Healing a Broken Town One Forklift at a Time

A 3-Wheel Forklift

Kelowna, British Columbia, may not be Canada’s biggest or even most well-known city. But it’s one of its most dangerous.

In 2012, there were an alarming 8,875 reported crimes in the small inland city that has a population of about 100,000 residents, giving Kelowna the distinction of having Canada’s highest crime rate. And the number of property crimes there is still growing, having increased 7% in recent years.

Just three years earlier, the Royal Canadian Mounted Police dispatched a special brigade to Kelowna to deal with the city’s out of control street gang wars. And the city is perhaps best known outside of Canada for the violent riots that broke out there in the late 1980s during its annual summer Regattas.

But despite its past hard times, the city of Kelowna has always been known for its generosity. And some of its residents lived up to that reputation recently by teaming up to make a very special donation to a local food bank: A brand new electric forklift.

A Tale of Two Cities

Kelowna is nestled at western edge of the Canadian Rockies on the banks of Okanagan Lake. In summer, it’s a bustling metropolis that hosts thousands of tourists who flock to the area for skiing, hiking and the nationally-famous annual Kelowna Regatta.

Kelowna may not have the glitz and glamorous as Vancouver, the next closest city that lies about 230 miles to the west. But it holds its own as a summer destination.

But in the winter, Kelowna is an entirely different city.

BC regions map (fr).pngDuring the long cold winters of central British Columbia, sunlight can be scarce. And so can food for many of Kelowna’s most impoverished residents.

The Kelowna Community Food Bank first started providing food for Kelowna’s neediest residents in 1983. Since then, it has grown from serving 600 people per year to nearly 2,500 people per month, a third of whom are children younger than 16.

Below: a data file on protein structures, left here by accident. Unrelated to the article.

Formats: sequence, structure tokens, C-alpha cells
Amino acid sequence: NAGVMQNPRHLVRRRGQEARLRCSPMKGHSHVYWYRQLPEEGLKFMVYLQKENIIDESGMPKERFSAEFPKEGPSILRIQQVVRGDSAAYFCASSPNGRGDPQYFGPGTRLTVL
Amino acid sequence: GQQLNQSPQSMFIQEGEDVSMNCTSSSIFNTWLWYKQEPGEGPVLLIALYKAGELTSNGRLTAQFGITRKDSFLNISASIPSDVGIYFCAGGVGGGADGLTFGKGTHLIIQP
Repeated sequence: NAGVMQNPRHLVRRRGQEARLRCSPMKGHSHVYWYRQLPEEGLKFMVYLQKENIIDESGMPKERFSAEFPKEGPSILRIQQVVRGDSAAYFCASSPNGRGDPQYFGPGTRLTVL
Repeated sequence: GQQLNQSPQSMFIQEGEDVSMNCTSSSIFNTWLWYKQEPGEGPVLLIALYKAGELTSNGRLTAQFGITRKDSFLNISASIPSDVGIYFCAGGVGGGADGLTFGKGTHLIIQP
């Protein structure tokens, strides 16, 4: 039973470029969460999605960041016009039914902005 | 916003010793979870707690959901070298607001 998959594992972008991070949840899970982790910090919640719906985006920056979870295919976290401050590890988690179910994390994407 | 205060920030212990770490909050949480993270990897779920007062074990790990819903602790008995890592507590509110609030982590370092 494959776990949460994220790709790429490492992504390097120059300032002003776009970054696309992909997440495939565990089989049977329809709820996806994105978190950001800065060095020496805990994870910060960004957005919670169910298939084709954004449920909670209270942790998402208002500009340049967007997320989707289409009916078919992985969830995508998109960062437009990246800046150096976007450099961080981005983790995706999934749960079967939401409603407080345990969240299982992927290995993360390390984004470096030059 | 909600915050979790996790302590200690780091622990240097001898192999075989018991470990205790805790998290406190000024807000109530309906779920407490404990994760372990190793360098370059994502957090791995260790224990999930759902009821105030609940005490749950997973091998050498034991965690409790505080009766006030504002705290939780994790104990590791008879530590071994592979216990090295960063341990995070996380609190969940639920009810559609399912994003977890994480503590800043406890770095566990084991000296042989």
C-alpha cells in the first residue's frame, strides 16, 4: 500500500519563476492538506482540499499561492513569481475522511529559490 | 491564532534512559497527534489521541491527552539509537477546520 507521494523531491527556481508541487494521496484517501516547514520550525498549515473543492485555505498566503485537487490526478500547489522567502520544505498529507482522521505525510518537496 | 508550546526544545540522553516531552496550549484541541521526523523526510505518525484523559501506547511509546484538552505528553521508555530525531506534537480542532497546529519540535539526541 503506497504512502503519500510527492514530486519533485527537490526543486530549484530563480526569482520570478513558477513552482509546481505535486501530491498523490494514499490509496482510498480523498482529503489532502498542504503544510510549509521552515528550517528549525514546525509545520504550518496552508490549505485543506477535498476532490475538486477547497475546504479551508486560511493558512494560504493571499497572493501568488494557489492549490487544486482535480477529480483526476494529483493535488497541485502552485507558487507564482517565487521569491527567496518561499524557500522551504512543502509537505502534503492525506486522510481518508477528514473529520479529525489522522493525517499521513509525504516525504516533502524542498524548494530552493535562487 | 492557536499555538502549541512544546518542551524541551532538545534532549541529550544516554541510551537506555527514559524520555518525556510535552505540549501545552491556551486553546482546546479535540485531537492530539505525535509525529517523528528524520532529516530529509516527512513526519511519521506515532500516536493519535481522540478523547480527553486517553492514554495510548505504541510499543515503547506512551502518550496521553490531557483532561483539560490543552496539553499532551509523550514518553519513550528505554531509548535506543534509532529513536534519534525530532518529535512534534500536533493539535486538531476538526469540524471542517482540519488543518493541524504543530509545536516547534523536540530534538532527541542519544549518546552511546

Lenetta Parry, the food bank’s executive director, said volunteers frequently have to carry much of the donated food donated to the center on their backs, or occasionally borrow a forklift from its neighbor, Monashee Manufacturing, a generous nearby business.

A Helping Hand

But now — thanks to a group of 20 Kelowna business owners who pooled their funds to purchase the food bank’s new electric forklift — the charity will be able to service the needs of the city’s poorest residents more effectively.

“The forklift will allow the Kelowna Food Bank’s warehouse to be more efficient by stocking more food more quickly and on higher shelves,” Parry told the website Kelowna Now. “Our warehouse is very much an active, working warehouse. We collect, warehouse and distribute about $3.5 million dollars’ worth of food per year. The reality is that there are times when a forklift is mandatory.”

Bruce Maki — of Smart Betty Media, one of the Kelowna businesses that contributed to the forklift fund — said business owners in the city just wanted to do something to help out the people who needed it the most.

“We are a company that likes to give back to our community in a significant way,” Maki said. “In the spring of 2014, we toured the warehouse and were able to gain a better understanding of the work the Kelowna Food Bank does and the impact this organization has on our community. It was identified that a forklift was on the Food Bank’s wish list and so our team go to work.”

Kelowna may have a long way to go to fix its crime rate and rebuild its damaged reputation, but thanks to group of civic-minded angels, the hardscrabble Canadian city is fighting its way back one forklift at a time.

 

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